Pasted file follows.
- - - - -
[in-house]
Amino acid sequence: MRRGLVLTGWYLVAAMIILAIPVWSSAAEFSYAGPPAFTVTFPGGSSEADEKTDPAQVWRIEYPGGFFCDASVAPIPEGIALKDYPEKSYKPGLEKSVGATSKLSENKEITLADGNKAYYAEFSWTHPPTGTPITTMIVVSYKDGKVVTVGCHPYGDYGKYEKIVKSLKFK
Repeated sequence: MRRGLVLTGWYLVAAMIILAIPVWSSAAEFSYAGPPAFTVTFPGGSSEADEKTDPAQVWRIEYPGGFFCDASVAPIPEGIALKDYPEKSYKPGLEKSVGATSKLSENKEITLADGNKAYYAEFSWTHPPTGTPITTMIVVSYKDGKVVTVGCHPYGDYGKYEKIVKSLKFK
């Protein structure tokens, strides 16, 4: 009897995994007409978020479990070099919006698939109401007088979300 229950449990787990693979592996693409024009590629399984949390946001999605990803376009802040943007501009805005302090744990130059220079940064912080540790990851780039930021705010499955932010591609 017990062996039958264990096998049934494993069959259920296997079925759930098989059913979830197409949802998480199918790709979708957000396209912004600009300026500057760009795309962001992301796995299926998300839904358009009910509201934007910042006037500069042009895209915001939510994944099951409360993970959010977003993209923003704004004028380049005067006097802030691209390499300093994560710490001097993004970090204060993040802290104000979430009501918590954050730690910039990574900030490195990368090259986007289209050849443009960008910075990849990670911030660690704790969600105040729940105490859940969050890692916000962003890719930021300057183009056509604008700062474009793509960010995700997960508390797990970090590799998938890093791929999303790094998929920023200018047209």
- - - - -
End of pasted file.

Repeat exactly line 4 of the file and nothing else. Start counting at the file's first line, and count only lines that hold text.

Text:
């Protein structure tokens, strides 16, 4: 009897995994007409978020479990070099919006698939109401007088979300 229950449990787990693979592996693409024009590629399984949390946001999605990803376009802040943007501009805005302090744990130059220079940064912080540790990851780039930021705010499955932010591609 017990062996039958264990096998049934494993069959259920296997079925759930098989059913979830197409949802998480199918790709979708957000396209912004600009300026500057760009795309962001992301796995299926998300839904358009009910509201934007910042006037500069042009895209915001939510994944099951409360993970959010977003993209923003704004004028380049005067006097802030691209390499300093994560710490001097993004970090204060993040802290104000979430009501918590954050730690910039990574900030490195990368090259986007289209050849443009960008910075990849990670911030660690704790969600105040729940105490859940969050890692916000962003890719930021300057183009056509604008700062474009793509960010995700997960508390797990970090590799998938890093791929999303790094998929920023200018047209």